With prosecutors planning to read portions of Bonds' grand jury testimony to the jury, the government's presentation is likely to wrap up by early next week. Thursday's session will be cut short because Illston will leave to attend the swearing in of a judge late in the day. After that, the trial resumes Monday.

Bonds, baseball's season and career home run king, is charged with four counts of lying and one count of obstruction for telling a grand jury in 2003 that he didn't knowingly use performance-enhancing drugs. Wearing a blue suit and blue tie, he took notes and conferred with lead lawyer Allen Ruby during a day filled with science, such as explanations of how an isotope-ratio mass spectrometer works and the difference between carbon-12 and carbon-13.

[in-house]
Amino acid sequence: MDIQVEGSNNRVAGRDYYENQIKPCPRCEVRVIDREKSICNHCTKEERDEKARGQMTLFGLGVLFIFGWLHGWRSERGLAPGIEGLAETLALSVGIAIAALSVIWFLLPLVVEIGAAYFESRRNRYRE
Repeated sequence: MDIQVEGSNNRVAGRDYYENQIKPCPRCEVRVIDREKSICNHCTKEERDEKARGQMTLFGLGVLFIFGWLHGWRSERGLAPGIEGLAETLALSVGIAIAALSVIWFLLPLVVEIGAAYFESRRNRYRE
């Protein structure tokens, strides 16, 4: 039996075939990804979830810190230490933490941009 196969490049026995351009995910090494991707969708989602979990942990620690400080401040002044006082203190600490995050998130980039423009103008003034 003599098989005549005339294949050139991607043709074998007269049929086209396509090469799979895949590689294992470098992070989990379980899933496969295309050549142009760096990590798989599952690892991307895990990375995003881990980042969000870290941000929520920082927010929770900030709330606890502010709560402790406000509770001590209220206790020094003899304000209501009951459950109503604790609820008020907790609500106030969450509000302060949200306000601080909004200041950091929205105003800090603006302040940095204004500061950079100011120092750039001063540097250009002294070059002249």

"I think we are all feeling a little obtuse right now," Illston said late in the day.

Velarde played mostly for the New York Yankees but also for the Angels and Athletics in a major league career from 1987-02. He met Anderson in 2001 through Estalella, who split that year between Bonds' Giants and the Yankees.

"He mentioned to me he could get some stuff through Greg and gave me his name and number," Velarde said.

Anderson at first sent Velarde some pills, but the player felt they weren't benefiting him

He then switched to injections and said after them he felt he had more endurance and strength. He paid Anderson 500 to 800.